Anti Measure S factions have been working 24-7 trashing it with lies, intimidation and bullying tactics. They threatened city council if city council allowed it on the ballot, a democratic tool and right created by the people for the people, and if city council didn’t kill it, they would..It’s like witnessing all their nasty project hearings downtown, magnified a million times, where they throw money at all the decision making politicians, everyone, every group, every non profit, to drown out the voices of real communities impacted by these projects, they lie how great their illegal and obscene spot zoning projects are when most of them know nothing about them, live nowhere near them, and the bought and paid for city politicos at these faux ‘hearings’ (all the deals have been cut way before they take place, a total waste of city money and people’s time), all pretend these are real commenters, not developer paid hired help., and illegal zone busting projects get approved, even when they are being investigated (Caruso project) even when Caltrans and State Geologists warn them they are dangerous to lives (Millennium). Measure S supporters are REAL PEOPLE, REAL COMMUNITIES, who have been ignored for years by developer accommodating, bribed, bought and paid for politicians, that’s why there are so many law suits, always won by the communities ignored and dismissed by these criminals. Measure S supporters are not developers, not developer funded politicians, not L.A. or Hollywood developer funded Chambers, not developer reps, not bribed and bought groups, who join the ranks of the bribed and bought mayor and politicians, who have sold their souls and sold out neighborhoods to wealthy greedy community killing developers. The false, beyond idiotic claims this all started because of where Michael Weinstein’s office is, is like saying he fought (with the help of Bernie Sanders) over priced pharmaceuticals because he takes alot of painkillers. These are social justice issues. Visit the website to read why he has taken this issue on. Its mind boggling how many have not read a thing about this, including the Measure, on the website, and buy all the lies.. ‘an informed populace’…..guess not..and that’s why they get away with pulling the wool over many eyes. They have even set themselves up at churches and lie to the working poor of L.A. that Measure S will destroy their lives. They’ll stop at nothing. The billion dollar pharma companies worked 24-7 to kill that initiative, just as the billionaires and wealthy developers are working 24-7 to kill a measure that is many communities lifeline to keep them in their buildings, homes and neighborhoods. The interviewer never asked this groups biggest lieing enabler, working for those responsible for many getting tossed out of neighborhoods, homes, buildings and many rendered homeless, about all the displacement going on right now, the illegally evicted, the demoing of good rent stabilized and affordable housing, to make way for these massive illegal projects, or turned into hotels, another type of zone change. The collateral human damage, evicted and homeless, speak at city hall, begging them to not approve these projects, to help them stay in their homes, but they approve them, deals have been made. They’re just human beings..just collateral damage..They approved a hotel conversion, loss of rent stabilized units, after hearing from the victims, the collateral damage, the same day they voted for HHH homeless tax. This hit the news and even the reporters were shocked at this shameful vote (1850 Cherokee) . Another residential in the same area (Whitley Ave. and why O’farrell cannot get reelected), is coming down, loss of FORTY residential units, for another hotel when 12 are being built in the area,. The city so desperately needs more residential housing they continue to make these deals with developers and approve loss of residential housing and where will those people go, nothing is affordable, they have kids in area schools ..some wind up on the streets that’s where.. Other neighborhood buildings follow once the zone change is granted, and there go whole residential areas. (see Save Residential Hollywood). These are just some of the facts and reasons people are supporting Measure S and Mr. Villianatos will never mention. 40 units lost here 40 lost there, whole rows of residential buildings demoed for illegal luxury skyscraper triple towers (Crossroads of the World), approved by the city, as the city claims Measure S will get in the way of affordable housing and desperate need for 100,000 residential (UN)affordable units. To encourage more affordable housing Measure S exempts all affordable housing, if the city ever decides to build any. Mr. Villianatos makes it sound as if all these projects are only being built on empty land and parking lots. No, communities are being demoed and wiped out for them..Another big lie. These are changes in land use, they up the value of property in the area, set precedents and there go good neighborhoods. At neighborhood council meetings when these projects are presented, all they request, no matter how opposed the communities, or neighborhood councils, the city grants: height bonuses, density bonuses, for a pittance of affordable, they greedily cram in all they can, actually, by law they can’t, but the city lets them, they underpark, the city tells them to do tons of bike racks, not enough parking, because the thousands added to the area, who can afford to live in luxury housing will all ride bikes, take trains and buses, and not drive cars..even developer reps admit this is insane… projects are tripled, quadrupled, the density and height allowed, they request CEQA exemptions, traffic study exemptions, the lieing ‘no significant impact’ mantra on already F GRADED streets, or want to hire their own people to do studies if they are willing to do any. Stakeholders know their days are numbered in the neighborhoods they have lived in for years, raised families in, are raising families in, and nothing they do (except filing law suits), or their NC does will stop these projects, or get them altered enough to respect the character of the existing area, preserve some sort of quality of life and they will be priced out of their own communities. Garcetti calling this a ‘ housing ban’ measure is despicable and reprehensible and a lie. Measure S affects 5-10% development, the other 90% will hum along but that FACT Mr. Villianatos will never ever mention. It would be nice if this interviewer visited a neighborhood council meeting where projects are presented that are killing communities, or interviewed Measure S supporters, victims, communities, who actually are being affected by this pay to play corruption, how they are hanging on for their lives, and why Measure S is their last hope to save their neighborhoods and keep them in their homes. They’re not hard to find..Their stories are all over Measure S website. It would be nice if people interviewing about Measure S actually visited the website and read about it and why all the support for it. .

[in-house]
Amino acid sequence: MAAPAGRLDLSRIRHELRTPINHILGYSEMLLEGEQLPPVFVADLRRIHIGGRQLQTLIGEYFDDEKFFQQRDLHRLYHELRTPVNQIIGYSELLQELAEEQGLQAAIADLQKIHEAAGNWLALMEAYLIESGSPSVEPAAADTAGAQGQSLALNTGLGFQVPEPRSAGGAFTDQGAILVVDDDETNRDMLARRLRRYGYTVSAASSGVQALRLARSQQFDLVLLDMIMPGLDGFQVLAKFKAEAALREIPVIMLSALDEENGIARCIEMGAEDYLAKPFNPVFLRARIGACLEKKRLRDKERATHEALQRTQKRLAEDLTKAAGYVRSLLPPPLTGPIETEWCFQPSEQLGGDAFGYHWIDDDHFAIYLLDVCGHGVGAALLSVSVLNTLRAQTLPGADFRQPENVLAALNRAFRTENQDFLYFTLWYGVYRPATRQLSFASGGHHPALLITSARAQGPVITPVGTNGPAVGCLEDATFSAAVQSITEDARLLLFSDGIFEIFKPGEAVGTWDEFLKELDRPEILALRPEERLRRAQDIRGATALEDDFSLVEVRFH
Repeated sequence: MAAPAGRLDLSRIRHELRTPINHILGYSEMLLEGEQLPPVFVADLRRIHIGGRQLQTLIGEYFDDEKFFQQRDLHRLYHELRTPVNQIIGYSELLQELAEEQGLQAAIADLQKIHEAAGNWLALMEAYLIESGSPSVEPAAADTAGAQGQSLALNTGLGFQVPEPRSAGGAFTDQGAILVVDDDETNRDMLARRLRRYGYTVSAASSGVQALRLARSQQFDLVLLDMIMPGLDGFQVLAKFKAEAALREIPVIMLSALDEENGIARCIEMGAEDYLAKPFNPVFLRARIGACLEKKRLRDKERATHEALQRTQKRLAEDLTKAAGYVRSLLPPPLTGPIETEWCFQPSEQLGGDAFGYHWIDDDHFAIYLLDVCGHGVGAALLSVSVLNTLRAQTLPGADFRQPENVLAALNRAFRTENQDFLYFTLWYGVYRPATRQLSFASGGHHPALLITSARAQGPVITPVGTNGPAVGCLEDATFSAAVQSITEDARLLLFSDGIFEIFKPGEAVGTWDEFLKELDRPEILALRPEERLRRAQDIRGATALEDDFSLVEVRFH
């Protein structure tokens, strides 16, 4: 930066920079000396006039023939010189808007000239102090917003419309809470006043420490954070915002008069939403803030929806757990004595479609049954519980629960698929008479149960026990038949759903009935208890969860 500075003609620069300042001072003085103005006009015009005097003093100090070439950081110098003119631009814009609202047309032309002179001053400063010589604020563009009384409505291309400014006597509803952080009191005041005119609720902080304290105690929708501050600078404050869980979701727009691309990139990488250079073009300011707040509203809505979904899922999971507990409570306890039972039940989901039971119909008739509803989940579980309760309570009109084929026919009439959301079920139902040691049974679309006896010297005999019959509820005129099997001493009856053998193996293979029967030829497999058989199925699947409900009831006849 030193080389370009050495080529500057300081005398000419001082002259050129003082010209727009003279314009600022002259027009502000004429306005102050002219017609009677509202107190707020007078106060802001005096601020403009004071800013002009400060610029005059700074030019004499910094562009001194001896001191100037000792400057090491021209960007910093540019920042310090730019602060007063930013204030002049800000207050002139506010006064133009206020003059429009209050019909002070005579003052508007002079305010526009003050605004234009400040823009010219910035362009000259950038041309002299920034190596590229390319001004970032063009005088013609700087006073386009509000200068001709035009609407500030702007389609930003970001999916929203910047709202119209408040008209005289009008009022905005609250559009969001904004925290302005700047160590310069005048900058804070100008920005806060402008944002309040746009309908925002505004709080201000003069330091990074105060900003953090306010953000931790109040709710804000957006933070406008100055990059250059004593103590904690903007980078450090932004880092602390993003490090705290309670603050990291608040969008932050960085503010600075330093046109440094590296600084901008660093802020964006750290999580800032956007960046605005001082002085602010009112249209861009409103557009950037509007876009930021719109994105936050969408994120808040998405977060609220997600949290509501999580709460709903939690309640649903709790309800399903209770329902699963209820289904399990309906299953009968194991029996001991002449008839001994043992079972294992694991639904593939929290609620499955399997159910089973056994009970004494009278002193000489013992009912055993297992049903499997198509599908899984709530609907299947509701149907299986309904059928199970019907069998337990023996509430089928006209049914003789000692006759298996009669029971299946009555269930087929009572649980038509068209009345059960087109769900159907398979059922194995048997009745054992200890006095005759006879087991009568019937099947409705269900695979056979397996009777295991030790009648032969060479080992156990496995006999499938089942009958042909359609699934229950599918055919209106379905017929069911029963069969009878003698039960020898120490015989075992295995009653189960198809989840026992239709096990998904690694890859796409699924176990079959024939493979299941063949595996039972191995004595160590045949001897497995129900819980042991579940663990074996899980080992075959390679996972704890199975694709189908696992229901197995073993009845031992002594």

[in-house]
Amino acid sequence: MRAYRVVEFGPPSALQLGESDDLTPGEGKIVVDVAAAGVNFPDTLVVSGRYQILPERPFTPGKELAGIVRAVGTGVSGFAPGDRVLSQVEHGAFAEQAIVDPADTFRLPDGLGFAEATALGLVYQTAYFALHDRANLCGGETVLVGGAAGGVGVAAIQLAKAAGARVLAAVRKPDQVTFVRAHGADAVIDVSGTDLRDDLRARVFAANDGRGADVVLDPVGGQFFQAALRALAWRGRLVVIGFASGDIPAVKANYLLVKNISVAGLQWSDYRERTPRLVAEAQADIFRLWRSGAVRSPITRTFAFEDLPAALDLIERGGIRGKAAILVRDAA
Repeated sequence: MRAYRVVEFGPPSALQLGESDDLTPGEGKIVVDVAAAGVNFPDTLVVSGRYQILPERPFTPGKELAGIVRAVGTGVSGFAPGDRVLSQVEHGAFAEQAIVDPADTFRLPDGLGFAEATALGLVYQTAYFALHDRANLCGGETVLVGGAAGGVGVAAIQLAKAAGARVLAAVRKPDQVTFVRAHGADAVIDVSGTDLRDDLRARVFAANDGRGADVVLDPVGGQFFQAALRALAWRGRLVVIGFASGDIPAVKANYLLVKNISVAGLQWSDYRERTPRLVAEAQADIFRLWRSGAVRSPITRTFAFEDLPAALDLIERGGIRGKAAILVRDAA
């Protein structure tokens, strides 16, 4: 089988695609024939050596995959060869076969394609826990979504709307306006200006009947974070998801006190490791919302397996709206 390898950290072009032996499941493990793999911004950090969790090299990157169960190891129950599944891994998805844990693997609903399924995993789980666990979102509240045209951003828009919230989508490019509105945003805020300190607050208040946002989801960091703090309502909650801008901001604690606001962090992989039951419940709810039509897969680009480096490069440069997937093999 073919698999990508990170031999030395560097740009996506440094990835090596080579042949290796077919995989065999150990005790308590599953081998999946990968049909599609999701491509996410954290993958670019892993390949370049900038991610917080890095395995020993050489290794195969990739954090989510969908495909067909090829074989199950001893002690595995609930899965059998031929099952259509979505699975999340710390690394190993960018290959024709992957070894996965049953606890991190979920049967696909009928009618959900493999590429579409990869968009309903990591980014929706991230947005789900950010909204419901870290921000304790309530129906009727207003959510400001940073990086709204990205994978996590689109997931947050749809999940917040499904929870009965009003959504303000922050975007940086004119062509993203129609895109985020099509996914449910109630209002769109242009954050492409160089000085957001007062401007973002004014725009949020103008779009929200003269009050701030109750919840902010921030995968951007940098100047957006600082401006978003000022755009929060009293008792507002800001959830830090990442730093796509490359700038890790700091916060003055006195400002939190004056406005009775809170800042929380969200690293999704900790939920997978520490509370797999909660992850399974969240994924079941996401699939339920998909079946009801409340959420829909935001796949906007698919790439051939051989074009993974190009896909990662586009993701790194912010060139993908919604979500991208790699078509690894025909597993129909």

Get the FACTS..Vote Yes on S.